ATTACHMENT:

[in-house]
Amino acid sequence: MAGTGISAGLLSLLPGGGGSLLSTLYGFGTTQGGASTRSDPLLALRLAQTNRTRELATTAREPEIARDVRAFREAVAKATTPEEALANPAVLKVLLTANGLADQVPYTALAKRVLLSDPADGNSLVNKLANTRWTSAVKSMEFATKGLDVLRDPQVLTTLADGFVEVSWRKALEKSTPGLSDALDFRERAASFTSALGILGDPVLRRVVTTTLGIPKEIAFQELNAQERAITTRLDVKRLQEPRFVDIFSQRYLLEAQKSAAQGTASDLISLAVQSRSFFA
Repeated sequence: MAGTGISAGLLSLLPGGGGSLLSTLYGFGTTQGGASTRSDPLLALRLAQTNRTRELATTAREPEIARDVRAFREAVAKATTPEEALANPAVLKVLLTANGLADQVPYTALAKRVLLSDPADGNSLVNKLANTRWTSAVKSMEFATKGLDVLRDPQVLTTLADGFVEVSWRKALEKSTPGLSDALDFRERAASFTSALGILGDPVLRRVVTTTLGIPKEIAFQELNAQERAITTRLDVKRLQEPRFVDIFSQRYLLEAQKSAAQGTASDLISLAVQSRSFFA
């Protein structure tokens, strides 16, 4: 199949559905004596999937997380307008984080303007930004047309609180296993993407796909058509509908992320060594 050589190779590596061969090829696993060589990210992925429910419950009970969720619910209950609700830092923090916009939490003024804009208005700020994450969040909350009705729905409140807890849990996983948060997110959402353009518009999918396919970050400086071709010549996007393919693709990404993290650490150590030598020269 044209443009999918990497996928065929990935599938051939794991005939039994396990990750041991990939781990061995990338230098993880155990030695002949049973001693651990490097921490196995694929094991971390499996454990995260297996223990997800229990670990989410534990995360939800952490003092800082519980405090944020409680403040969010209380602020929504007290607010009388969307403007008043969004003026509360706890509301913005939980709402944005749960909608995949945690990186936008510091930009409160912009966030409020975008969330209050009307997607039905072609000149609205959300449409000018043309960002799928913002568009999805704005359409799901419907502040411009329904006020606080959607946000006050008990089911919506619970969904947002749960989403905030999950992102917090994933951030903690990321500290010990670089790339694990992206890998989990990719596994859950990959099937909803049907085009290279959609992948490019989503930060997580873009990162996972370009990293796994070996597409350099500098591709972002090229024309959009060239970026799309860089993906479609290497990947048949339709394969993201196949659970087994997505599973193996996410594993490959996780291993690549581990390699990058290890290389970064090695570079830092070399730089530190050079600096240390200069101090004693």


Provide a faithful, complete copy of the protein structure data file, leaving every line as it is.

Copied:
[in-house]
Amino acid sequence: MAGTGISAGLLSLLPGGGGSLLSTLYGFGTTQGGASTRSDPLLALRLAQTNRTRELATTAREPEIARDVRAFREAVAKATTPEEALANPAVLKVLLTANGLADQVPYTALAKRVLLSDPADGNSLVNKLANTRWTSAVKSMEFATKGLDVLRDPQVLTTLADGFVEVSWRKALEKSTPGLSDALDFRERAASFTSALGILGDPVLRRVVTTTLGIPKEIAFQELNAQERAITTRLDVKRLQEPRFVDIFSQRYLLEAQKSAAQGTASDLISLAVQSRSFFA
Repeated sequence: MAGTGISAGLLSLLPGGGGSLLSTLYGFGTTQGGASTRSDPLLALRLAQTNRTRELATTAREPEIARDVRAFREAVAKATTPEEALANPAVLKVLLTANGLADQVPYTALAKRVLLSDPADGNSLVNKLANTRWTSAVKSMEFATKGLDVLRDPQVLTTLADGFVEVSWRKALEKSTPGLSDALDFRERAASFTSALGILGDPVLRRVVTTTLGIPKEIAFQELNAQERAITTRLDVKRLQEPRFVDIFSQRYLLEAQKSAAQGTASDLISLAVQSRSFFA
């Protein structure tokens, strides 16, 4: 199949559905004596999937997380307008984080303007930004047309609180296993993407796909058509509908992320060594 050589190779590596061969090829696993060589990210992925429910419950009970969720619910209950609700830092923090916009939490003024804009208005700020994450969040909350009705729905409140807890849990996983948060997110959402353009518009999918396919970050400086071709010549996007393919693709990404993290650490150590030598020269 044209443009999918990497996928065929990935599938051939794991005939039994396990990750041991990939781990061995990338230098993880155990030695002949049973001693651990490097921490196995694929094991971390499996454990995260297996223990997800229990670990989410534990995360939800952490003092800082519980405090944020409680403040969010209380602020929504007290607010009388969307403007008043969004003026509360706890509301913005939980709402944005749960909608995949945690990186936008510091930009409160912009966030409020975008969330209050009307997607039905072609000149609205959300449409000018043309960002799928913002568009999805704005359409799901419907502040411009329904006020606080959607946000006050008990089911919506619970969904947002749960989403905030999950992102917090994933951030903690990321500290010990670089790339694990992206890998989990990719596994859950990959099937909803049907085009290279959609992948490019989503930060997580873009990162996972370009990293796994070996597409350099500098591709972002090229024309959009060239970026799309860089993906479609290497990947048949339709394969993201196949659970087994997505599973193996996410594993490959996780291993690549581990390699990058290890290389970064090695570079830092070399730089530190050079600096240390200069101090004693």